play-small play plyr-enter-fullscreen plyr-exit-fullscreen plyr-muted plyr-pause plyr-play plyr-volume arrow-right logo-foodyoung logo-foodyoung-blog

The secret powers of dates

Dates are thought to be one of the world’s oldest cultivated fruits, which have been used as food for over 6000 years. They grow in sub-tropical and desert areas throughout North Africa, the Middle East, Australia and California.  The date palm is often also called the ‘tree of life,’ as each part of the tree can be utilised. Deglet nour, mejool, ajwa, sayerand zahediare just five of more than 1000 typesof date fruits known.

Dates are high in fibre, contain vitamins such as thiamine, riboflavin, niacin,folate, vitamin A, B1, B2, B3, B5and vitamin K and essential minerals including calcium, iron, phosphorus, sodium, potassium, magnesiumand zinc. The natural sugar content of dates is high, coming in at approximately 66 grams per 100 gram serving of the fruit, which is often why dates are regarded as unhealthy. Contrary to popular belief though, the health benefits of dates are numerous.

Coupled with consuming a generous amount of other unprocessed plant foods and avoiding intake of refined, nutrient-deficient foods, eating dates

  • promotes digestive health: The fibre in dates (8 grams per 100 gram serving, which is around 32% of your recommended daily intake) supports regular bowel movements and relieves constipation.
  • helps to prevent colon cancer: Fibre works wonders when it comes to detoxification, as well as magnesium (43 milligrams per 100 gram serving, which is around 10% of your recommended daily intake), a mineral, which is quite rare in the average diet, helping the body to deal with inflammations in the gut.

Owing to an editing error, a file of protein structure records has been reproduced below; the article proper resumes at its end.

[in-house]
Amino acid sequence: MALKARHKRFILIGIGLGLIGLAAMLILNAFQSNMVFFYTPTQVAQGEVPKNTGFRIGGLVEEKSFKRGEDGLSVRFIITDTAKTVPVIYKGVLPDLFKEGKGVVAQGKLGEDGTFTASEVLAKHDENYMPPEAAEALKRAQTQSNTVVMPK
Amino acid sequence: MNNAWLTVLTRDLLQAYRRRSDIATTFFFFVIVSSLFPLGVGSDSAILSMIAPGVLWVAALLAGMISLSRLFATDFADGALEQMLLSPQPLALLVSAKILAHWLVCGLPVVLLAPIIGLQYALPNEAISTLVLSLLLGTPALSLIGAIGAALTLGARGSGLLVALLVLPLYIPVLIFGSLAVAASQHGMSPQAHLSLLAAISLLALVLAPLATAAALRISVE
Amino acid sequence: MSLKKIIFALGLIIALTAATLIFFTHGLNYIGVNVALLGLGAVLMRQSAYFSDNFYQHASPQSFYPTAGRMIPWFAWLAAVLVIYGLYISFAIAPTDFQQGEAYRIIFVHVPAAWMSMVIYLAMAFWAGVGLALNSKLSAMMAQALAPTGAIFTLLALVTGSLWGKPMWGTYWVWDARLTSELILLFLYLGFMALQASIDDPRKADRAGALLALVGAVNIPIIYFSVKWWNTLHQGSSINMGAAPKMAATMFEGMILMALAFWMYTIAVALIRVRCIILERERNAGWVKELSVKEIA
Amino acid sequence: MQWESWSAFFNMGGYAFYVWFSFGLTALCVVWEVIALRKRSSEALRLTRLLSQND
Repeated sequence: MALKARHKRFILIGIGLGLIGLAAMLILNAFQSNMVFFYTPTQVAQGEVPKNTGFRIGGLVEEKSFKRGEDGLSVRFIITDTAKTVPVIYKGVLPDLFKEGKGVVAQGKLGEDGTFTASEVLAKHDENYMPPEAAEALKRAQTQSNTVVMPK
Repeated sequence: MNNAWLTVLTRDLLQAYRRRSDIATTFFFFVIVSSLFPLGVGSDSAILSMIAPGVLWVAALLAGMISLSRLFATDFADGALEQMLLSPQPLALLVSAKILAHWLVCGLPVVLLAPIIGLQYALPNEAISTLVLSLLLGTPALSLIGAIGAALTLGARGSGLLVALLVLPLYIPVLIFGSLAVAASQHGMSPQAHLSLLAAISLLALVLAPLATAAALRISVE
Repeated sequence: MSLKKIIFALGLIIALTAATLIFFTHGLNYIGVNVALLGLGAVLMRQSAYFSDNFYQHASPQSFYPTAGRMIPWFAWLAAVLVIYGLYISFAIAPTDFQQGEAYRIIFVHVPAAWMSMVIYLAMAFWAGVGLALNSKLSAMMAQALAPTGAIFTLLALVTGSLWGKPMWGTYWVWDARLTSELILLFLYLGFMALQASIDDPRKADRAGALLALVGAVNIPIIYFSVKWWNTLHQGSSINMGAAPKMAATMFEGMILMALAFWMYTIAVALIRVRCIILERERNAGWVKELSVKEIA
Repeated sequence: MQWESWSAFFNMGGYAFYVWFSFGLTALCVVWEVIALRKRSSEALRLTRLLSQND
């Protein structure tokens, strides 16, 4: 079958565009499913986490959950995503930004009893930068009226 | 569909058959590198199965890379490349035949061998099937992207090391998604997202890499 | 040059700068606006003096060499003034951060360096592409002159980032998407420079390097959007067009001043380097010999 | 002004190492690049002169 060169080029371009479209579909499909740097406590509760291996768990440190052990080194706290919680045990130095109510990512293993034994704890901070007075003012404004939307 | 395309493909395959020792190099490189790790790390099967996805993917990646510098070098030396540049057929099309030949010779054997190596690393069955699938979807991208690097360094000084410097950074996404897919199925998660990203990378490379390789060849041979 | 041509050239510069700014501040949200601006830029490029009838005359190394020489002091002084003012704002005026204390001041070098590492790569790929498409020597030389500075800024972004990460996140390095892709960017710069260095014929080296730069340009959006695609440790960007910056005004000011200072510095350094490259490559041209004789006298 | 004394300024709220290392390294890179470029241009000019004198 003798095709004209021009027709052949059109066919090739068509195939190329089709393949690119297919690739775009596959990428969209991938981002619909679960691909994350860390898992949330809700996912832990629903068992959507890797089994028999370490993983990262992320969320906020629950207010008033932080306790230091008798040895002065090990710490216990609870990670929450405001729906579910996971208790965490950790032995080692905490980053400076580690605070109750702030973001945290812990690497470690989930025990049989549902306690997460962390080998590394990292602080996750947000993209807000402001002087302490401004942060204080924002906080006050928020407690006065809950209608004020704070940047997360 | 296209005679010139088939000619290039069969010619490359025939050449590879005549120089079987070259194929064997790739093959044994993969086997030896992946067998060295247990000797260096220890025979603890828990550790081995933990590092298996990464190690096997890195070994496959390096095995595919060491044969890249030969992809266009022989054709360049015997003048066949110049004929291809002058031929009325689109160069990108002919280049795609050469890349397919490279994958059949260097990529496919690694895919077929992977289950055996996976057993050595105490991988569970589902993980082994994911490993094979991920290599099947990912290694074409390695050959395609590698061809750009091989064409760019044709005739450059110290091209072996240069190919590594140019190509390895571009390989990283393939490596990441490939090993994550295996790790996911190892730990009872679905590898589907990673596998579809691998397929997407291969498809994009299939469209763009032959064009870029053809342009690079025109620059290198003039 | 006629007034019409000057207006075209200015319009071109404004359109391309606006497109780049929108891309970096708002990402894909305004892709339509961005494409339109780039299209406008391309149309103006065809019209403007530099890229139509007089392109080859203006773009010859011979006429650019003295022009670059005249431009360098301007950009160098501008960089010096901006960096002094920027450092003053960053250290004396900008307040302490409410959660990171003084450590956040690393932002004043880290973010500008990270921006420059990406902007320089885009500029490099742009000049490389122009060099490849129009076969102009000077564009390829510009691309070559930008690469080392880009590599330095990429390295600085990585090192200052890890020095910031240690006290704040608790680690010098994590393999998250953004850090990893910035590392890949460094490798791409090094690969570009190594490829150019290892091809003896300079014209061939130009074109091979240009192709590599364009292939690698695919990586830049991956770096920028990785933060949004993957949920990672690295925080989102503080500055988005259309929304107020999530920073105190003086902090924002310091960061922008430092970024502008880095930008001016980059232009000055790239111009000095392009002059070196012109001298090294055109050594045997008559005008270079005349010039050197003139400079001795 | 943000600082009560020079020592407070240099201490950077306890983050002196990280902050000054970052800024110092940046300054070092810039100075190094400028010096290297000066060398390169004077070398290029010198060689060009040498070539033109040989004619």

• fights obesity: High fibre density in dates makes you full longer. It eases digestion and lowers the levels of cholesterol and sugar in the bloodstream. However, it’s all about the dosage – dates should not be over-consumed, due to energy density.
  • can reduce the risk of stroke: Dates contain high amounts of potassium, (around 656 milligrams per 100 gram serving, which is around 18% of your recommended daily intake) another vital mineral that has been proven to reduce stroke risk and promote brain function.
  • supports heart health: The magnesium, potassium and vitamin B6 in dates are essential for a healthy heart. Potassium regulates the electrical impulses that keep the heartbeat steady and counterbalances the effect of sodium in your diet by lowering blood pressure.
  • can help you to control your diabetes: Researchers disagree on this point, but many cases have proven that dates are low on the glycaemic index reducing the level of sugar in the bloodstream, which means your body will not feel the need to produce insulin in excess. They can help control sugar cravings.
  • is a great addition to the diet for people with iron-deficiency anaemia: Dates are a good additional source of iron, which rebuilds haemoglobin levels in the body. Every 100 grams of dates contain 1 milligram of iron, which is around 5% of your recommended daily intake.
  • fights impotence: Being rich in fibre, carbohydrates, vitamin B1, B2, B3, and B5, dates increase the sexual power, improving overall male energy levels and help to cure impotence.
  • eases pregnancy deliveries: Dates have a compound that mimics the hormone oxytocin (which causes contractions). Their rich nutrients can provide the expectant mother with strength and stamina. The daily consumption of a handful of dates during the ninth month of pregnancy is recommended.

The secret is out: Dates are great. As food choices are one of the biggest determinants of disease risk, adding a few dates (we recommend a maximum of 35 grams, which is equal to about 5 dates) to your daily diet can help in prevention and also improve your health, if you are suffering from conditions such as constipation. Other than that, dates just simply taste and make you feel good!

 

The Author: Julia Rahmani

Julia is one of the partners at FOODYOUNG and is a healthy food enthusiast. She encourages you to dig deeper and understand what it means to eat a healthy diet and live a balanced lifestyle.